Wall Street Hits Air Pocket – Two Must-See Videos (Part 2)

Sunday, May 9, 2010

No news is bad news. The lack of a clear, informed, logical report on Thursday’s air pocket shows that trading ran amok. Like those science fiction films where the machines take over, the stock exchanges became simply arenas in which the automatons could wreak havoc.

This is not to say that we should sell and run away from owning stocks. Far from it. To get to what we should do, let’s first look at the one reliable source of information…

… the New York Stock Exchange (NYSE). “What?” you say. “Aren’t they part of the problem?” No. They are the one place that has well-established rules, governance, controls – and a sound tradition. Executives know and act to serve Wall Street’s needs and all investors’ interests. That cannot be said of any other exchange, including the at-times popular Nasdaq.

Here are two must-see videos from CNNMoney

First, the NYSE CEO discusses what happened.

NYSE Euronext CEO, Duncan L. Niederauer, says his exchange slowed trades of stocks including 3M, Accenture and P&G during the 998 point drop.

Importantly, the trading slowdowns or lulls introduced by the NYSE are the result of the first time we had a trading mess brought on by the computerized trading programs: 1987. From that crash, the lessons learned led to “circuit breakers” to prevent sell-offs from occurring faster than humans could react. By doing so, the NYSE, then the center of stock trading, reestablished investor confidence.

Over the years, however, much of the trading has moved away from the NYSE to other trading systems, even some secret “dark pools.” They were not required to adopt the circuit breaker rules. And they chose to ignore the NYSE’s actions last Thursday, allowing a trading free-for-all. As the SEC and US government launch investigations, you can expect that the main result will be relearning the lessons of 1987 – and that is especially frustrating to everyone except those that took advantage of Thursday’s mess.

Second, interviews with two NYSE traders – the latter is key [*]

The first interview is a good synopsis of why traders didn’t simply bid the market back up on Friday. (In many articles, this is being pointed to as a sign of the market’s weakness, but you’ll see that it’s simply good trading tactics.) He then explains a bit more about the fundamentals (Greece, etc.). However, take that lightly. Remember that traders think one week is long-term, so they are always focused on current events, leaving true long-term trends to long-term investors.

The real jewel is the second interview with a 41-year veteran trader, Ted Weisberg. His start in 1969 matches the year I entered the business. EVERYTHING HE SAYS IS EXACTLY RIGHT. I cannot emphasize this enough. What’s happened, why it’s happened and how it affects investors is dead on. (Ted has been an active spokesperson and you can find his many interviews by searching for his name). This interview bears watching at least twice.

The video interview (May 7) is contained in the article “Stocks: After the avalanche” (CNNMoney, by Alexandra Twin, May 9). [*]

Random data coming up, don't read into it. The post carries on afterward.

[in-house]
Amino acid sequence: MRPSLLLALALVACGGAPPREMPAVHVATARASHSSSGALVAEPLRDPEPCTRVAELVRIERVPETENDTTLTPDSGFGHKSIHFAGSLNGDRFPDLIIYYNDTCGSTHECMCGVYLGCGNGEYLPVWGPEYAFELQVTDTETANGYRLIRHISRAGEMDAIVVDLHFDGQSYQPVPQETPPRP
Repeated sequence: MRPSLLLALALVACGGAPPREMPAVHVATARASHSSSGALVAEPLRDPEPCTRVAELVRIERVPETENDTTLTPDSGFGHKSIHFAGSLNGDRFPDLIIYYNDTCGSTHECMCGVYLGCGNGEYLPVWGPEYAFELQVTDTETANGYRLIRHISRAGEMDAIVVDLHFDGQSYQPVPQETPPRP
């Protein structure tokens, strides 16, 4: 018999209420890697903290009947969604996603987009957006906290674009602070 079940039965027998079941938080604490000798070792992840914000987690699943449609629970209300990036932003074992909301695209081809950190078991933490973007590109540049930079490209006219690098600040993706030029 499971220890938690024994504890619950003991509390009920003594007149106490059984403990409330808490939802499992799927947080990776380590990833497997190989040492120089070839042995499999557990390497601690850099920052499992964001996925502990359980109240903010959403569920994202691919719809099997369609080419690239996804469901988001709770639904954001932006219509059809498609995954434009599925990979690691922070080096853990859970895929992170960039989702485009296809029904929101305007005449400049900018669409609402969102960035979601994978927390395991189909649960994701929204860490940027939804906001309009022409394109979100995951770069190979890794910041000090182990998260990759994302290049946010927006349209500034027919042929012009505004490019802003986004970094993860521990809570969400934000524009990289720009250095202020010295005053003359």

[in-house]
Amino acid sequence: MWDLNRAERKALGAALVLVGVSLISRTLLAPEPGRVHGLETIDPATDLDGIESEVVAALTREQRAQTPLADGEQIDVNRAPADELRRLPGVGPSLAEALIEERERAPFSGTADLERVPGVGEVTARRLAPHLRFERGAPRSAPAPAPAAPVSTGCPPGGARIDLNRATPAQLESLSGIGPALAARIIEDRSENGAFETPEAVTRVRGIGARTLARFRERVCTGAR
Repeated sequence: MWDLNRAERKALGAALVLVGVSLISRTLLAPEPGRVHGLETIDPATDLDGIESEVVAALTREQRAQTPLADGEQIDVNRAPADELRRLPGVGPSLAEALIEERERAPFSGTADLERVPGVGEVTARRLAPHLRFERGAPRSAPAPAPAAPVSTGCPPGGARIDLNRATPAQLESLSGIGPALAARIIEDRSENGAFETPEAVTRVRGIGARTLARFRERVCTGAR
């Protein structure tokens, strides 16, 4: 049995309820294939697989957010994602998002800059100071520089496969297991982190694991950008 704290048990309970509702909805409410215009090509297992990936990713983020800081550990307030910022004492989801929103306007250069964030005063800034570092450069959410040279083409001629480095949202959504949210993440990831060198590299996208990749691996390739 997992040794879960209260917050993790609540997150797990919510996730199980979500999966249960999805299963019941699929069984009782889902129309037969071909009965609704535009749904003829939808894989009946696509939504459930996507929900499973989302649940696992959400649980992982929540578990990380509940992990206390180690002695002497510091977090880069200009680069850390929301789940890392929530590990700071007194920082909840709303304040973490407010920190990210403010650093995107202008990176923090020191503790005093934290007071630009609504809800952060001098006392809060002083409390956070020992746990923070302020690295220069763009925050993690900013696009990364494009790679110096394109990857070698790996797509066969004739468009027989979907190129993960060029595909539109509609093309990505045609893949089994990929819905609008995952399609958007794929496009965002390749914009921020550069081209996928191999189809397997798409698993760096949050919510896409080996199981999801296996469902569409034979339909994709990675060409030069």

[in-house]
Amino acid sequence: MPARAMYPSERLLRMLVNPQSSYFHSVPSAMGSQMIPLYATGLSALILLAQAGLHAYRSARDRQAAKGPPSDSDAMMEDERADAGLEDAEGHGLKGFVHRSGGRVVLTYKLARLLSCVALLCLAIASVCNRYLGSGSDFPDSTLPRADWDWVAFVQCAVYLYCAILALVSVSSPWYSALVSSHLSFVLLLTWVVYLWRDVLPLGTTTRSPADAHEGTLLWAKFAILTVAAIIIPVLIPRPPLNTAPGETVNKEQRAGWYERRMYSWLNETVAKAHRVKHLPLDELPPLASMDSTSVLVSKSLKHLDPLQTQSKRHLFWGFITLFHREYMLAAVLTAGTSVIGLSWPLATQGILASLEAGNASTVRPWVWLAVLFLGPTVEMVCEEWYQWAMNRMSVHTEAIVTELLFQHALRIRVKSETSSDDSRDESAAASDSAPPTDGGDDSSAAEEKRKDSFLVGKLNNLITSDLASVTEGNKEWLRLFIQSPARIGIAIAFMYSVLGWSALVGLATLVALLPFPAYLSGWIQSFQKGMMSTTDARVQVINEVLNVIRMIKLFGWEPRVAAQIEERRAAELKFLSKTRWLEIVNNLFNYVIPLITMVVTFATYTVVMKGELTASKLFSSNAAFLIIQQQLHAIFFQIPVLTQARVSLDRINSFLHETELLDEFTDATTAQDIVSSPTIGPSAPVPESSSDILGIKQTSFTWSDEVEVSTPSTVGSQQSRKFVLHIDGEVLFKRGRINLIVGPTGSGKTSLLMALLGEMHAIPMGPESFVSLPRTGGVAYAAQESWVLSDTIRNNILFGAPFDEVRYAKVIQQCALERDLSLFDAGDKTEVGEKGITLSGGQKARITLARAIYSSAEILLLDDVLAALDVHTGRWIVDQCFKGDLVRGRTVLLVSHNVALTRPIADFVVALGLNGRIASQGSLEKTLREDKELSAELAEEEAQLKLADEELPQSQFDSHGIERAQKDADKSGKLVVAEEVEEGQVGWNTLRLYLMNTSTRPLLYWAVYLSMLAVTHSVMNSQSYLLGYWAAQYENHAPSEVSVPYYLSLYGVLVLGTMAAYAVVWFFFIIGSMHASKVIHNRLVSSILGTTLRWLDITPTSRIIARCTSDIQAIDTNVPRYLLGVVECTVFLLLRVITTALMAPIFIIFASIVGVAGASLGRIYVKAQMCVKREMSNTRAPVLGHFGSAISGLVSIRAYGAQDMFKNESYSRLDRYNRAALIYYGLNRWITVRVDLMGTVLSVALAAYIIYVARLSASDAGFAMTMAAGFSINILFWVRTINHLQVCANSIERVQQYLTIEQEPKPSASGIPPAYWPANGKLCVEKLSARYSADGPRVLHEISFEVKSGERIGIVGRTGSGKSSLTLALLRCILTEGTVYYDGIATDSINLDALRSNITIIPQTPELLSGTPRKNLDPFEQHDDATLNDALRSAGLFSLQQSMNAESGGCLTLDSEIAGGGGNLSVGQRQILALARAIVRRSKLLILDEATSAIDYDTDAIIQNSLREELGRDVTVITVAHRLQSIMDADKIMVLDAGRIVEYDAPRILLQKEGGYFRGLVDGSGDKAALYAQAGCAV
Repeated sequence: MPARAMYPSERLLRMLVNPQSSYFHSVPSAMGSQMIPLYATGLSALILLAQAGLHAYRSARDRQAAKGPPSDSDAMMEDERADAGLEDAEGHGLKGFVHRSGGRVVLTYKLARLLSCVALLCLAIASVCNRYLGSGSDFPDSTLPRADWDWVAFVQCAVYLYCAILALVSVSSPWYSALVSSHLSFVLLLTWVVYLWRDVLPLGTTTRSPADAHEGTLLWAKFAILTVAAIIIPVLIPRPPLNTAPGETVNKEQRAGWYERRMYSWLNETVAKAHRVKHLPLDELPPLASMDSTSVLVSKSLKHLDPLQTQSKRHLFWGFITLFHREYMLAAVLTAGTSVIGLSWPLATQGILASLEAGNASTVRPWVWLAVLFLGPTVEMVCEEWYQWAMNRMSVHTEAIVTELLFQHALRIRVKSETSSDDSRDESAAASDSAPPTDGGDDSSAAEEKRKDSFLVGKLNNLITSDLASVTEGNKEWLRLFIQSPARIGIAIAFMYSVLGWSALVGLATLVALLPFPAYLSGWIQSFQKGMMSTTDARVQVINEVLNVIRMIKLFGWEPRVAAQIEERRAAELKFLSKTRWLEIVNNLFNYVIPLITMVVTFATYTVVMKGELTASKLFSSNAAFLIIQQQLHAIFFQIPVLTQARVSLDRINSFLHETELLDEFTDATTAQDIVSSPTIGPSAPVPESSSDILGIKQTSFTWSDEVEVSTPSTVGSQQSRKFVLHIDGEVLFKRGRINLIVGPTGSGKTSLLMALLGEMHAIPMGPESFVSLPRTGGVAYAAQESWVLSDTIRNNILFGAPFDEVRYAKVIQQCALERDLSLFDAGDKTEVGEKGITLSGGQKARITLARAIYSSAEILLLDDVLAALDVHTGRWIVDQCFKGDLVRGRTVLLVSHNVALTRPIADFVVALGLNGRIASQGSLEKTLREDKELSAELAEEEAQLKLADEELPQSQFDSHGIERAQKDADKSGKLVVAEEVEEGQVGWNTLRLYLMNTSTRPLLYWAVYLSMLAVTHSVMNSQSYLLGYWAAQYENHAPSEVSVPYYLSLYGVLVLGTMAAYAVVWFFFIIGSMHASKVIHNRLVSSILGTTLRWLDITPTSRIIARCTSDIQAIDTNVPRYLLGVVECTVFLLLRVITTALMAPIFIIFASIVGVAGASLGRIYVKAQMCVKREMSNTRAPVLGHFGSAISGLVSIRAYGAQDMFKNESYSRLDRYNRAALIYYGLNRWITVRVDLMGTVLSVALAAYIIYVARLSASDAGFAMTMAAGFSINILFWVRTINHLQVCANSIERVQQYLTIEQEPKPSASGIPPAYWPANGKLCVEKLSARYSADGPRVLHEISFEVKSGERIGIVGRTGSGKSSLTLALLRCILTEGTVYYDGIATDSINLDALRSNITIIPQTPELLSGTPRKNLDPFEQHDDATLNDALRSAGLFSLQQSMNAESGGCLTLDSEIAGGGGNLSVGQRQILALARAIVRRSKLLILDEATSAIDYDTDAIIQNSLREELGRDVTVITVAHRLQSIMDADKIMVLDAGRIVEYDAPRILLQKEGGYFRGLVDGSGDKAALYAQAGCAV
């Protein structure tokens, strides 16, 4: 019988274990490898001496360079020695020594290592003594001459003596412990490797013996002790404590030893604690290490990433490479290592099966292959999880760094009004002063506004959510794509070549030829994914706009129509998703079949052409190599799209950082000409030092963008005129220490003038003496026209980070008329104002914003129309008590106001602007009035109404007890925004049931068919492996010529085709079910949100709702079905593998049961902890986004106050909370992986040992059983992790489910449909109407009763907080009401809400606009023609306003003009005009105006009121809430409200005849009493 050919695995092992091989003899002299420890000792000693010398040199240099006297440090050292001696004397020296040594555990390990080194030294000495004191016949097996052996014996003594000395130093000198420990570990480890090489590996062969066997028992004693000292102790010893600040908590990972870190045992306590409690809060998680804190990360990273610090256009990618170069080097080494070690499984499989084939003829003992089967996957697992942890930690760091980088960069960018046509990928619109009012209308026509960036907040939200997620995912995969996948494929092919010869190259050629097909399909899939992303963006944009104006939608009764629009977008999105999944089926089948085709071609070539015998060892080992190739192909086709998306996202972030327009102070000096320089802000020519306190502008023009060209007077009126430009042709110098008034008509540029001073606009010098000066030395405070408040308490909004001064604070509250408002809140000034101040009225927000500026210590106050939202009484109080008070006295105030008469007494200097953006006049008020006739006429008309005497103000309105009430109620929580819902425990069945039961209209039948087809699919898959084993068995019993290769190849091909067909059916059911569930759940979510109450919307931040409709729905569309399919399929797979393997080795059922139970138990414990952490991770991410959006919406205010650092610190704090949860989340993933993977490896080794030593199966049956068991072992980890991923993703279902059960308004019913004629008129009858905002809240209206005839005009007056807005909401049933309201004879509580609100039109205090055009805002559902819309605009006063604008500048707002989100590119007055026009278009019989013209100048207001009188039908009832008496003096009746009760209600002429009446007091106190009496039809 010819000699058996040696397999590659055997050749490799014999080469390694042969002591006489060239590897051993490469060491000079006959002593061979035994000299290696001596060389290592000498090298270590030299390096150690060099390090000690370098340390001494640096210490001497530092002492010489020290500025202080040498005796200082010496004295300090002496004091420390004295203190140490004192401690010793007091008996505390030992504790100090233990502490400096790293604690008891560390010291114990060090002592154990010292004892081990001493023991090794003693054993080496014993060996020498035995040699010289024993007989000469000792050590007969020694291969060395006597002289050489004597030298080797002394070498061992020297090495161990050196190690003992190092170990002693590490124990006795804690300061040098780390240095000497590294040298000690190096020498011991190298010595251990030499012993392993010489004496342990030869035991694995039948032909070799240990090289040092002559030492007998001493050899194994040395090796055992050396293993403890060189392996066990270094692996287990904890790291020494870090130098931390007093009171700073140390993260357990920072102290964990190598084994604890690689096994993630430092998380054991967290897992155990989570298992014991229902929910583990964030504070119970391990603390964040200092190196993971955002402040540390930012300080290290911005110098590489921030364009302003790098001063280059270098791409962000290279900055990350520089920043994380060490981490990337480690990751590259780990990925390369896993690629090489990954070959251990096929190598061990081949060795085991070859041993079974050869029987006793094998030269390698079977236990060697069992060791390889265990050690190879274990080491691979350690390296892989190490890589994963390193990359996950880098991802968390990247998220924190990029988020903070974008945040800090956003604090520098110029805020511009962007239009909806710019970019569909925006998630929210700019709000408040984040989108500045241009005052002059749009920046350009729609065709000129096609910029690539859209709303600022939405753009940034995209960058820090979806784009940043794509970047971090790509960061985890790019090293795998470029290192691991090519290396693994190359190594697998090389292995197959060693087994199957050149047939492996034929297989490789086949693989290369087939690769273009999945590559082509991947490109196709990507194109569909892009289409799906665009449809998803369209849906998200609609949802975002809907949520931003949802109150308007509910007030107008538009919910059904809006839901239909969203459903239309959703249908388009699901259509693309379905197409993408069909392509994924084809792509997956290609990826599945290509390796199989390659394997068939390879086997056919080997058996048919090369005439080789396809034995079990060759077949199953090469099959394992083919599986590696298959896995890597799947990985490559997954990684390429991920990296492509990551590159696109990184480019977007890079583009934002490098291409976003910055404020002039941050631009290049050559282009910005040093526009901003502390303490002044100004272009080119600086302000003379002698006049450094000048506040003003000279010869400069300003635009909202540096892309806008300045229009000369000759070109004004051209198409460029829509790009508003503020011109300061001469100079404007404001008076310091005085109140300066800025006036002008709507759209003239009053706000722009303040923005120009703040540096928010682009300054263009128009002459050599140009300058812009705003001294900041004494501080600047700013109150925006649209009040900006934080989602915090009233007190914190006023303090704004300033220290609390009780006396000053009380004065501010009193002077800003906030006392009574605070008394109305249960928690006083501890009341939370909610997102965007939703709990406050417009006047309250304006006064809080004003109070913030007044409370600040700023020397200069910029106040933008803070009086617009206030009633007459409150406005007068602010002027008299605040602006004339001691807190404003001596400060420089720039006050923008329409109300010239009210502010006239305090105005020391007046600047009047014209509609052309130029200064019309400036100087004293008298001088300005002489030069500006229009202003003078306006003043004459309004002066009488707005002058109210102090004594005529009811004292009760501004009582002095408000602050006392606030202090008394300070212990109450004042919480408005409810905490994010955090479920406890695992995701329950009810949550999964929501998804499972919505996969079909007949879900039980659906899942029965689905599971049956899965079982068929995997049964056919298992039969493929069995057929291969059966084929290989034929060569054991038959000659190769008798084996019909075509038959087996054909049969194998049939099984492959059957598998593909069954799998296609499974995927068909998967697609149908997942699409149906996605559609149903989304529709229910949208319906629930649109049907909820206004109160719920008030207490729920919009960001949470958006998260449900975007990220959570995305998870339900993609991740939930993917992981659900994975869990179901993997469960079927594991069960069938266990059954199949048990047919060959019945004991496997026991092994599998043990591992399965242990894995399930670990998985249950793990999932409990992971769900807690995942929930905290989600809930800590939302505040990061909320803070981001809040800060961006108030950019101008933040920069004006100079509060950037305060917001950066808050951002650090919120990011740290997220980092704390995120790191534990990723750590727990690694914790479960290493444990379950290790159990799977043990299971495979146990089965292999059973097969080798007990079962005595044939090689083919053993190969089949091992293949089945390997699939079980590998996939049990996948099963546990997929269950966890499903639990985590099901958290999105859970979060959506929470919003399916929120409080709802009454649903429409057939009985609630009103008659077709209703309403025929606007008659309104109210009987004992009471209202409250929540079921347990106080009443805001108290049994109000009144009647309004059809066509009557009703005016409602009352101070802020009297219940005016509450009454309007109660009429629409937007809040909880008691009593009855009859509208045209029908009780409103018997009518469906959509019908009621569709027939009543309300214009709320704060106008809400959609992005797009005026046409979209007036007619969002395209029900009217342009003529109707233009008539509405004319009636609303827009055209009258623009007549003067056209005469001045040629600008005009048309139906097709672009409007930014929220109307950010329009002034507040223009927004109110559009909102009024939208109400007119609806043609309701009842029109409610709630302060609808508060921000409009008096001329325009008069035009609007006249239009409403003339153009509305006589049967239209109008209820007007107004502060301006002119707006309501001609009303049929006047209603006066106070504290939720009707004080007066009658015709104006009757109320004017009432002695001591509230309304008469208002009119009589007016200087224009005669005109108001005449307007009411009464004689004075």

[*] September 15, 2010 update

Unfortunately, CNNMoney no longer has the NYSE traders interview video available. In its place I have substituted these two items:

Trading Day: May 10, 2010: Mood of the Markets” (BNN, May 10) has an interview with NYSE trader Ted Weisberg, who shares some of his perspective from the deleted video. (Missing are his criticism of the SEC for removing the short-selling “uptick” rule and allowing “naked” short-selling, as well as the hidden computerized trading now heightening volatility.)

High frequency trading: Why the robots must die” (Fortune Magazine, by Managing Editor Daniel Roth, May 7)

Subheading: “The robo-stock market blew a fuse Thursday. Now is Washington’s chance to rewire the joint for good.”

Caption under trading floor photo: “Humans? How quaint!”

First paragraph: “The exact causes of Thursday’s stock market short-circuit remain unclear [because at that early date – May 7 – there were still rumors of bad trades and other causes, since disproved], but the lesson is unmistakable. The regulators and the major exchanges have drifted from their original duty: to run a market that gives small companies a way to raise capital and mom-and-pop stock buyers a way to invest for the future on fair terms.”

So… Thursday’s “flash crash” was a repeat problem suffered in 1987: computerized trading in an uncontrolled environment. What next? A combination of fact-finding and face-saving that leads to fixing what is broken. More importantly, what do we do now? That is in my next write-up…

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One Response to “Wall Street Hits Air Pocket – Two Must-See Videos (Part 2)”


    The Wall Street Journal today has a good article that discusses the subjects of NYSE versus other exchanges and the use/non-use of circuit breakers. “Exchanges Point Fingers Over Human Hands – Man vs. Machine: Questions Mount on the Better Way” (By Aaron Lucchetti, May 10) (http://online.wsj.com/article/SB10001424052748704307804575234682245507858.html?mod=loomia&loomia_si=t0:a16:g4:r1:c0:b0#articleTabs%3Darticle)

    The article likely will boost your frustration with the SEC and others for meddling with working systems and for an inability to foresee problems and plan solutions. Rather, they relied on “competition” to be the watchdog and problem-solver. Now, it’s back to 1987’s cures:

    “One idea to help fix similar situations is to have uniform rules on circuit breakers, which pause trading in an individual stock after that stock falls by a certain amount. At present, the NYSE is the only major exchange with such features.”


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